The Bible in many respects is a Book of contest.  Every prophet of ancient days, if he did not carry the sword of battle, possessed the sword of the spirit that often smote harder and went deeper than any instrument of steel.  Every apostle of Pentecost went out from the upper room equipped in a like manner.  St Paul, too, sees the Christian as an armed soldier and God Himself as "He that hath fought for us.” 

In later days the same vital force animated the mighty men of God.  Martin Luther and John Knox had within them the fighting spirit duly directed and fully controlled.  And was not John Wesley a man of like temper who never feared to face the mob, or pour volley after volley of the living word into the ranks of sin and licence in the eighteenth century?

There is a danger, I sometimes think, of young men and women losing sight of the militant aspect of Christianity in the world.  The tendency is to emphasise the practice of the gentler virtues and glorify them as being of the very essence of our religion.  It may be forgotten that the Christianity of Christ can never be fully robed and complete until it is vitalised and energised by the burning passionate heat of Christian fortitude and fire.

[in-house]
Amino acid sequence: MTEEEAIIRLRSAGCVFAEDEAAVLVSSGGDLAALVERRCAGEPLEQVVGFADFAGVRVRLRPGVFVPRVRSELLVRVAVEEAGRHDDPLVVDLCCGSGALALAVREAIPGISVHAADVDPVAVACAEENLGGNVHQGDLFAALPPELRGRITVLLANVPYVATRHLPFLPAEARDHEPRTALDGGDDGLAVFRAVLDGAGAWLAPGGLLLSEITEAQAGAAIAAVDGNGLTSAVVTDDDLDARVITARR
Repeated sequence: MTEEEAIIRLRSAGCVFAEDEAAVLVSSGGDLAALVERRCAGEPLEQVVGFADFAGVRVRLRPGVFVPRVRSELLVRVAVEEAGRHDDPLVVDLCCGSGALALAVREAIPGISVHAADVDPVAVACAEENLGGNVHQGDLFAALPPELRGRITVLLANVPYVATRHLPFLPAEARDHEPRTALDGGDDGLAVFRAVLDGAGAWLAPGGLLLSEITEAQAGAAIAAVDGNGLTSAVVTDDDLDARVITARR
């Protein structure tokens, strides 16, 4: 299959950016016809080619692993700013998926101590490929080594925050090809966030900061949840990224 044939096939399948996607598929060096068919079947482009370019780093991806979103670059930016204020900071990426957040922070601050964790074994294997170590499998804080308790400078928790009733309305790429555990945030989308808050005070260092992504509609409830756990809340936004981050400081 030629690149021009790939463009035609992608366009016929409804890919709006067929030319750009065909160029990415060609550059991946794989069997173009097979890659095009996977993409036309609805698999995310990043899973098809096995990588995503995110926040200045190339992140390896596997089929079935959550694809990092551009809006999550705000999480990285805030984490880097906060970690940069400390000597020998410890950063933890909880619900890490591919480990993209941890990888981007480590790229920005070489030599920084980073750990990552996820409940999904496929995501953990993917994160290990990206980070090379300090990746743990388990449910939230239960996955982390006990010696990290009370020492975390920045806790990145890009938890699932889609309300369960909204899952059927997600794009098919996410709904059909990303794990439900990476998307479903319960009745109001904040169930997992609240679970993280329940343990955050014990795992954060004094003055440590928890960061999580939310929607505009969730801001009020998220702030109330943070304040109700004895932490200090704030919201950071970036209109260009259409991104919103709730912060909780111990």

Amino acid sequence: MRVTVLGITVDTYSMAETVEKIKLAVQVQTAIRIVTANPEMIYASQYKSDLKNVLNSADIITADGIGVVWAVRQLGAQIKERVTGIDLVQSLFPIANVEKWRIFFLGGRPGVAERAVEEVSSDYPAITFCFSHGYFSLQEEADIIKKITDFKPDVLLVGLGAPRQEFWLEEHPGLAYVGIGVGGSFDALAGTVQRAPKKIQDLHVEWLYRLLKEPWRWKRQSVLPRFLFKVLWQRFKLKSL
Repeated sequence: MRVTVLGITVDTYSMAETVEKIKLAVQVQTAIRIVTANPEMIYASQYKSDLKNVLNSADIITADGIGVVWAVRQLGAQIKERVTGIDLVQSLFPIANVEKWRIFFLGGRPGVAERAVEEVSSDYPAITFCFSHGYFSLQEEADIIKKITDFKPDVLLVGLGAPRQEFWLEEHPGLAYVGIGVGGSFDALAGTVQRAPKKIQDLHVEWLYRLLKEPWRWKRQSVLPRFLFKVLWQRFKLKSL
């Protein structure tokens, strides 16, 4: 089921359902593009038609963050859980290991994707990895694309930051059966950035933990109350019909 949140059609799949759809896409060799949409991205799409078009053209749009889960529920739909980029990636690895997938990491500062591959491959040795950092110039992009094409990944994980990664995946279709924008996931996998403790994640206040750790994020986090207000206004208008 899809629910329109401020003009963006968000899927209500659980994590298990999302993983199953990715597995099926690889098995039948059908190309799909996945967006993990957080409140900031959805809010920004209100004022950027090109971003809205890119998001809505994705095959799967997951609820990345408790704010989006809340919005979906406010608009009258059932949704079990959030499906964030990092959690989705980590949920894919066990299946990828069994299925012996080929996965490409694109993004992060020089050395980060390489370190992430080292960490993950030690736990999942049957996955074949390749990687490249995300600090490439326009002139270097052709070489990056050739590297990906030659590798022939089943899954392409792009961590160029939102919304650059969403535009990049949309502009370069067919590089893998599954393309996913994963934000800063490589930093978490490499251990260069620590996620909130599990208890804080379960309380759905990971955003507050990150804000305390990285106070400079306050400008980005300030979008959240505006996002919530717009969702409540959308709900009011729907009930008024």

After all, meekness, apart from passion and force, will never accomplish very much.  Mildness divorced from strength and daring is hardly worth a place in the catalogue of virtues.  The poverty of spirit that has not within it the motive power of a divine imperative will never accomplish anything or win the victor's crown in the great conflict. 

It is always well to remember that while Christianity is a proclamation of salvation from sin, it is also a very emphatic protest against sin.  From its very inception Christianity existed for a two-fold purpose; to save people and fight sin.  I like to read Christ’s words in his moods of infinite tenderness: “Come unto me, all ye that labour and are heavy laden, and I will give you rest.”  But I also like to think of him in his moments of moral grandeur when he said, “Woe unto you Scribes, Pharisees and Hypocrites.”